Clean Beauty

Does Clean Makeup Have Pfas?

3 Mins read

If you’re like me, you probably wear makeup every day.

While it’s not the healthiest habit, there are some benefits to wearing makeup (especially if it goes on smoothly and stays put all day).

But those benefits can be outweighed by the downsides: a full face of makeup can lead to breakouts, irritation, or allergic reactions in some people—all because of one ingredient called phthalates.

Does Clean Makeup Have Pfas?

So what are pfas?

Pfas are a group of man-made chemicals used in many different products, including makeup.

They’re found in nonstick cookware, stain-resistant fabrics and furniture, car tires and other rubber products, firefighting foam—you get the idea.

Although they’re less common now than they once were—and starting to be phased out of some products—pfas are still widely used across many industries.

In fact, there are no federal regulations on how much exposure we should have to these chemicals each day (or week or month).

Why aren’t pfas good for you?

Because there is evidence that links them to health problems like low birth weight and developmental issues.

Studies have shown that even low levels of these compounds can lead to increased risk for breast cancer (in women) as well as thyroid disorders like hypothyroidism or hyperthyroidism (in both men and women).

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How Do You Know if Pfas is in Your Makeup?

The following are some of the most common ways to know if there are Pfas in your makeup:

1. Look at the ingredient list

The first is to look at the ingredient list of your makeup products.

If you see “perfluorooctanoic acid” or “perfluorooctanoic acid salts” on the label, then you have some form of PFAS in your makeup product.

2. Check for the presence of PFOA or PFOS

The second way is to look at the ingredients list on the product label and see if it contains any type of chemical that starts with PFOA or PFOS.

These two chemicals are known as perfluorinated carboxylic acids, which are used to make many types of consumer products like food packaging, nonstick cookware, and clothing stain repellants.

3. Check for a warning

The third way is to look for a warning label on your makeup product that says it contains PFAS chemicals, such as “contains per- and polyfluoroalkyl substances (PFAS).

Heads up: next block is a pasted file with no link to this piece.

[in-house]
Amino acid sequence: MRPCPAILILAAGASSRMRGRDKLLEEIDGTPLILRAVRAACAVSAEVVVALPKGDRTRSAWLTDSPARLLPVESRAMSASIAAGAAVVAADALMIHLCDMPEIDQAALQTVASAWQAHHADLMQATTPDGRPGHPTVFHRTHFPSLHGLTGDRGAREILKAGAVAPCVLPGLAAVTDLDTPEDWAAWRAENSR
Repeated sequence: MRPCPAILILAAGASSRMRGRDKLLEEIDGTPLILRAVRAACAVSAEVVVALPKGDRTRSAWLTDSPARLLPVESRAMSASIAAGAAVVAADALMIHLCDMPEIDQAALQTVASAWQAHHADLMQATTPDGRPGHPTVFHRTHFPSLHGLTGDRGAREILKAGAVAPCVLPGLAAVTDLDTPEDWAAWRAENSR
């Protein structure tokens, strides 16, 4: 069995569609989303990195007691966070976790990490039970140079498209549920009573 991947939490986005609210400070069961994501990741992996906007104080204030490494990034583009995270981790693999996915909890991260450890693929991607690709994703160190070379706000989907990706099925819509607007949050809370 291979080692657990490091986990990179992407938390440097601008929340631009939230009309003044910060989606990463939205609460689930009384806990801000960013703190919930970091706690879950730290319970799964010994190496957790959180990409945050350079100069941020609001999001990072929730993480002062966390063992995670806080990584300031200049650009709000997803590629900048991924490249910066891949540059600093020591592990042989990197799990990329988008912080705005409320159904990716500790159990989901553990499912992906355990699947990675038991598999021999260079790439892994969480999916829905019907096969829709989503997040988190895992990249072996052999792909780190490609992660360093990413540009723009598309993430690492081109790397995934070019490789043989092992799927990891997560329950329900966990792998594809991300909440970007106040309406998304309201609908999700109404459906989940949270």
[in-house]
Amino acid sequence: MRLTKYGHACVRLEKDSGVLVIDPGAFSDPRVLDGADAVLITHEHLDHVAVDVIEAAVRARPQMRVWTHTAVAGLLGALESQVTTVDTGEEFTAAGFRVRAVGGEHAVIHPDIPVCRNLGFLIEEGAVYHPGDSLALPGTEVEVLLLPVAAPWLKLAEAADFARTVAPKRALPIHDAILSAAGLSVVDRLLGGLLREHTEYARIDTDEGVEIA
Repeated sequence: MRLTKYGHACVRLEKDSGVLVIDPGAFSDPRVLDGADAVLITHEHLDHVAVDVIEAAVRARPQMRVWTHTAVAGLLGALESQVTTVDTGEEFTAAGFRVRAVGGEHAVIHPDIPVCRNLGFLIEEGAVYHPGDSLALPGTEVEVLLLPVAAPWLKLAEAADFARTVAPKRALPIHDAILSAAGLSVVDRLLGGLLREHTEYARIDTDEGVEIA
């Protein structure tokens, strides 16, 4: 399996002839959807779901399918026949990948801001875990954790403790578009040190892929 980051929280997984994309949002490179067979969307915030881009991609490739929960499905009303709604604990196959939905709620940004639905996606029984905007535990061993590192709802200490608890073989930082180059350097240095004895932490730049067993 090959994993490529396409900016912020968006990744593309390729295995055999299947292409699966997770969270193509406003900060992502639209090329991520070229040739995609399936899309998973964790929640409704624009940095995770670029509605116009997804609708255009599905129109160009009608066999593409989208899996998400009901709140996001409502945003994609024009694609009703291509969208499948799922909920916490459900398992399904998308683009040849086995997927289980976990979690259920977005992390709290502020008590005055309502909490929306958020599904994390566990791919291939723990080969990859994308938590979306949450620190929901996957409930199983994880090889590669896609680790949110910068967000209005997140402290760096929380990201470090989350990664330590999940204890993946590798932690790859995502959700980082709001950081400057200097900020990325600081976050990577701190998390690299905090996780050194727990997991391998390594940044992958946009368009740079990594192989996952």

4. Check for fluoropolymers or fluoroplastics

The fourth way is to check whether your makeup contains fluoropolymers or fluoroplastics, which also contain PFAS chemicals as part of their processing process.

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5. Look for products labeled as “organic” or “natural.”

These are sometimes made from plants, which don’t contain PFAS compounds to begin with (except for one type called PFOA).

Also, look for products labeled as non-comedogenic (which means they won’t clog pores).

Some brands have started labeling themselves as being free of PFAS compounds on their websites as well as on their packaging.

6. Check online reviews

Another way to find out if PFAs are in your makeup is by checking online reviews of products or brands that you like and trust.

If people report experiencing adverse reactions after using certain products, then it’s likely that they contain PFAs and/or other chemicals known to cause irritation and inflammation (like parabens).

What Makeup Does Not Contain Pfas?

  • Makeup that is labeled as 100% natural.
  • Makeup that is labeled as vegan.
  • Makeup that is labeled as cruelty-free.
  • Makeup that is labeled as non-toxic or non-GMO (made without harmful chemicals and genetically modified ingredients).
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What Common Makeup Products Have Pfas?

The following 8 common makeup products have been found to contain PFAS:

  • Foundation
  • Concealer
  • Concealer sticks
  • Blush
  • Eyeshadow
  • Eyeliner pencils
  • Mascara tubes and wands (including waterproof versions)
  • Lipstick tubes and wands (including matte shades)

What Cosmetic Brands Contain Pfas?

The short answer is that many major cosmetic brands contain ingredients that are considered to be PFAAs.

This includes well-known brands like Estee Lauder, Lancome, MAC, Maybelline, NARS, and Tom Ford.

Even some more natural or organic makeup brands have PFAAS in their products such as Bare Minerals and Bobbi Brown.

The list goes on but you get the idea.

We’re not saying that this information is new or groundbreaking.

We all knew there was a chance of finding PFAAS in our makeup—but it’s still important to know what you’re using and if it contains these chemicals so you can make an informed decision about what goes on your face every day!

Final Thoughts

We hope that we’ve helped you understand the dangers of PFAS in cosmetics and how to find safer alternatives!

If you want to learn more about pfas, check out our other posts.